- Germany’s foreign minister Guido Westerwelle denies a press report that Mubarak has asked for medical treatment in the country, as his Luxembourg counterpart urges him to take in the Egyptian president if requested.
Qutar sourcing, FWIW. This from the Online WSJ comes up in Google, though behind the pay wall at the source:
"I see a trip to Germany" the fortune teller prophesied. Mr. Mubarak has made several medical sojourns to Germany, most recently last year for gallbladder
Seems like something's shaking, though:
“The federal government should give a signal to Mubarak that he can come to Germany if he wants to,” Elmar Brok, a conservative member of the European Parliament, told the Frankfurter Rundschau daily.
“If that is a way to help bring about a peaceful transition in Egypt, we should do it.”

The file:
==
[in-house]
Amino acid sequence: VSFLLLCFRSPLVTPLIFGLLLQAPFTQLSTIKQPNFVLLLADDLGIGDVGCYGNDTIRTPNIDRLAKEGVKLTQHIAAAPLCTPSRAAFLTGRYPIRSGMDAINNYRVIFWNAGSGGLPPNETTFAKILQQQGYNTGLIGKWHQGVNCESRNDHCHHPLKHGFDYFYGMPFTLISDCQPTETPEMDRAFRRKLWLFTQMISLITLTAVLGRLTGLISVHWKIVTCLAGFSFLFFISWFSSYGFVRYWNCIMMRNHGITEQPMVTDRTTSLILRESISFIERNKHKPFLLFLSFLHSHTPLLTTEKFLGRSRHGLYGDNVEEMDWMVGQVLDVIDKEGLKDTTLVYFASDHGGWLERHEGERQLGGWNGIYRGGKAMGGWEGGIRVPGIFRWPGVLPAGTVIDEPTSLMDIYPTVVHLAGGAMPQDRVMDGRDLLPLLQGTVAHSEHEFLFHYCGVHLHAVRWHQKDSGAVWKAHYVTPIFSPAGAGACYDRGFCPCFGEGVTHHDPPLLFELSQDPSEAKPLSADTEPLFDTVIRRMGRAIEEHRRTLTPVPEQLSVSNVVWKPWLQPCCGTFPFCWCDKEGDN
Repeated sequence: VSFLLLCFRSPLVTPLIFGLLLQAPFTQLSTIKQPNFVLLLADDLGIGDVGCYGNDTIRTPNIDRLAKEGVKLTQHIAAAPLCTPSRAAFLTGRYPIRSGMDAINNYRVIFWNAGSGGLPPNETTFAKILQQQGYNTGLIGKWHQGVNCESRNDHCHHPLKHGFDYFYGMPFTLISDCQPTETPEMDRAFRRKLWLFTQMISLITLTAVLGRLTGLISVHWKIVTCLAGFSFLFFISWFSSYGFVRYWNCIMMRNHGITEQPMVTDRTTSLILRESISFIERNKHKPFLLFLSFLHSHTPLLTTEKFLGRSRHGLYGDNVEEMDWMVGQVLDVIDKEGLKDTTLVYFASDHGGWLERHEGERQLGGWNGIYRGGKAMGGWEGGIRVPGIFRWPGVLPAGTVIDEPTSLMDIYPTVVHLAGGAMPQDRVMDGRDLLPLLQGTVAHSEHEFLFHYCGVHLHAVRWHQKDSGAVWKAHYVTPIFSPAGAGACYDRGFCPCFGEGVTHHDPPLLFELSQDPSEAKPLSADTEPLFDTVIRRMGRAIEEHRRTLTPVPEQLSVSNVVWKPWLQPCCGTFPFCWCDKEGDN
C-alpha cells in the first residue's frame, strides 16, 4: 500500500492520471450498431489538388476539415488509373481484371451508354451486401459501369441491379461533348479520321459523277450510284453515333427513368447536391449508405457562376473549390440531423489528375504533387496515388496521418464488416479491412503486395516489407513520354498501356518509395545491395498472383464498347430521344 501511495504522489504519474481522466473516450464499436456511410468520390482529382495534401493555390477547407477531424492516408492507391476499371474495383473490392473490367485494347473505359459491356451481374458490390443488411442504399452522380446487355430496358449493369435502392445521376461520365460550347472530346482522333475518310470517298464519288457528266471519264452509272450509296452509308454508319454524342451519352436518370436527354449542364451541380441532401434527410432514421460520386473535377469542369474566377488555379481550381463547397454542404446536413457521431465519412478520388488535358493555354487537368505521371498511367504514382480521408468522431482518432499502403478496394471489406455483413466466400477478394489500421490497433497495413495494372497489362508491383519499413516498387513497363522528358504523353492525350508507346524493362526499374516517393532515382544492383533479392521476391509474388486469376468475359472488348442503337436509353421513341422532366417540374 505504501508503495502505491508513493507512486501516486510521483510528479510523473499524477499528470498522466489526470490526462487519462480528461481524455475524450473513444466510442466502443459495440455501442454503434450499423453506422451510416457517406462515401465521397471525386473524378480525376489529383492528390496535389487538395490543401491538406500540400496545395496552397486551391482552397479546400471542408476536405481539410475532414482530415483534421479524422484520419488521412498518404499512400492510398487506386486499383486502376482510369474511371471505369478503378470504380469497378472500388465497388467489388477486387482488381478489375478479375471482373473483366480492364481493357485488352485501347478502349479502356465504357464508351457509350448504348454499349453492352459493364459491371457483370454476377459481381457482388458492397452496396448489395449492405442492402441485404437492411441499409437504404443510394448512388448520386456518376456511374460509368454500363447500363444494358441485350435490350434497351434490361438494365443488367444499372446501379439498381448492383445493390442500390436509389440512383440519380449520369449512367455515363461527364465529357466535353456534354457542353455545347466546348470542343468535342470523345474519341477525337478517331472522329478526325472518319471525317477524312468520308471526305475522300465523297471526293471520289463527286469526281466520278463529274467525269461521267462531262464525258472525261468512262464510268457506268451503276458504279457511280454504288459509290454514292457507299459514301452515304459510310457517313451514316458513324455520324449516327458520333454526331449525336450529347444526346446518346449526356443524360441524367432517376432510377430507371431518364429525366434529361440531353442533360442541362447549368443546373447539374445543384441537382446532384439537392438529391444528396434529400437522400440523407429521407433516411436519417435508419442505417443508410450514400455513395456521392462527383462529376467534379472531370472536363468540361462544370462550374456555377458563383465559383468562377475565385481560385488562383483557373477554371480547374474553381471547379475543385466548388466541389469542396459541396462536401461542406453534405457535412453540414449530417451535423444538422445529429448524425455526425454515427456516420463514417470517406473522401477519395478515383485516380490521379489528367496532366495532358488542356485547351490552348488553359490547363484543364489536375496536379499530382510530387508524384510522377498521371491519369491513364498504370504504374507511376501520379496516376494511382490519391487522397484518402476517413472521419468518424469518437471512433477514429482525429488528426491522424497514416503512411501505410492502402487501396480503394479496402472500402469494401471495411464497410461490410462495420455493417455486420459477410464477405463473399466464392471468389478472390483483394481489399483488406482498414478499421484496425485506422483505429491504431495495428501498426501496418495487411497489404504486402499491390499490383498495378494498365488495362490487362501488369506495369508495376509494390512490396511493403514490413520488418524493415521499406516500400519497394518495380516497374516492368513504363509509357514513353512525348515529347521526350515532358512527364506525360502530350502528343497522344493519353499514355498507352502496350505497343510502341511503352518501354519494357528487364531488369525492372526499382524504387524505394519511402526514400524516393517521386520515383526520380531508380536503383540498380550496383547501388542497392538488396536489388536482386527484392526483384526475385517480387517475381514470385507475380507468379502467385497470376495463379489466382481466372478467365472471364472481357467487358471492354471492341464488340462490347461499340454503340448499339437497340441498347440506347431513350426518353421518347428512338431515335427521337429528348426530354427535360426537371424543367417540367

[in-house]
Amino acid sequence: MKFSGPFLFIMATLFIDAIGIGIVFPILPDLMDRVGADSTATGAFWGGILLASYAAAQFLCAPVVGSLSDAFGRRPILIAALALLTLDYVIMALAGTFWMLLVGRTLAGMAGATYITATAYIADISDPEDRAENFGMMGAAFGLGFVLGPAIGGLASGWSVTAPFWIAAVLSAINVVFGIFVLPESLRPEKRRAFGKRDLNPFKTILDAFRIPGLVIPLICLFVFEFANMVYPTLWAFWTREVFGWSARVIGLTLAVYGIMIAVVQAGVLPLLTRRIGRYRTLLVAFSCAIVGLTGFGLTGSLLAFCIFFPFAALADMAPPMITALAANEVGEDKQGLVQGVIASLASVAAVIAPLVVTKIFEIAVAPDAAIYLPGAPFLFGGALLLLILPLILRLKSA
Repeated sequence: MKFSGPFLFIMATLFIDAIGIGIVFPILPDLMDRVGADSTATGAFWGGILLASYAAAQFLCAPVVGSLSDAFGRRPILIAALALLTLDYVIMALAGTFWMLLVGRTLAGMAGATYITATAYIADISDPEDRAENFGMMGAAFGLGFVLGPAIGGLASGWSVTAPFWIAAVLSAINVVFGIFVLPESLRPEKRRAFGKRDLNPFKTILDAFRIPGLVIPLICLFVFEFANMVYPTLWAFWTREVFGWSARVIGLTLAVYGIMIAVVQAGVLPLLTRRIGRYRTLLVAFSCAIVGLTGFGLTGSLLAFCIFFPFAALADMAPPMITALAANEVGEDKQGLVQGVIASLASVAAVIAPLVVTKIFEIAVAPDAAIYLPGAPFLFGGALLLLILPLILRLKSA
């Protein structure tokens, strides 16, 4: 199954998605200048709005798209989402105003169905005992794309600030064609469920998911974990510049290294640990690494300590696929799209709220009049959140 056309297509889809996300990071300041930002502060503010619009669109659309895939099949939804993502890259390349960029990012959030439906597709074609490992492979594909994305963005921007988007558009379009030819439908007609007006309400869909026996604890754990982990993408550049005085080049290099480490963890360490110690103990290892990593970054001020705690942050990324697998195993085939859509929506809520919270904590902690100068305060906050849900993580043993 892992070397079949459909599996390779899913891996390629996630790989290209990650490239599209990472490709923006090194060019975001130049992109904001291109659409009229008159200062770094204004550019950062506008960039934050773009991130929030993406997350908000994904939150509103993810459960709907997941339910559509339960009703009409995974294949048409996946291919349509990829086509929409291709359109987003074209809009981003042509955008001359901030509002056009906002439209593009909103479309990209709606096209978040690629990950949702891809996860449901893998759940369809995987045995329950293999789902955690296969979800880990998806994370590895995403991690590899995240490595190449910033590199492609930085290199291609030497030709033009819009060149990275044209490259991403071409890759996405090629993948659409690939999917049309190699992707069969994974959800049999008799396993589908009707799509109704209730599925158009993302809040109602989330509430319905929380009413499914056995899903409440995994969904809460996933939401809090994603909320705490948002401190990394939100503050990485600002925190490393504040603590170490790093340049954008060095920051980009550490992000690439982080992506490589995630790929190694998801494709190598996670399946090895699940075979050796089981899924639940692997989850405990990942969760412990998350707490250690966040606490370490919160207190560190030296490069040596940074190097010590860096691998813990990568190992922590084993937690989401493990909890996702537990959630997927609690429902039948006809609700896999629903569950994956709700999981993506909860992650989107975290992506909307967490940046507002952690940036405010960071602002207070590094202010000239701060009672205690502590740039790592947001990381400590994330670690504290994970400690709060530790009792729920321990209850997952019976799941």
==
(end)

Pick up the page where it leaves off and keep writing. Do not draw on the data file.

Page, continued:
Over the past few days, there has been intense media speculation Mubarak might leave Egypt and come to Germany for a prolonged medical check-up.
The New York Times reported that US government officials and Egyptian military officials have held secret talks regarding the matter. Der Spiegel [here] said that plans for a possible hospital stay in Germany appear to be more concrete than previously believed and that a luxury clinic near the resort town of Baden-Baden is being considered.
It would not be the first time Germany has put out the welcome mat for an embattled strongman. In 2003, the overthrown president of Georgia, Edward Shevardnadze, was given the option of coming to Germany after being forced to resign in the wake of the so-called Rose Revolution there. He did not accept the invitation. ...
Andreas Schockenhoff, the deputy head of Chancellor Angela Merkel's conservative parliamentary group, and Elke Hoff, security spokesperson of the Free Democrats, said over the weekend they were open to the idea.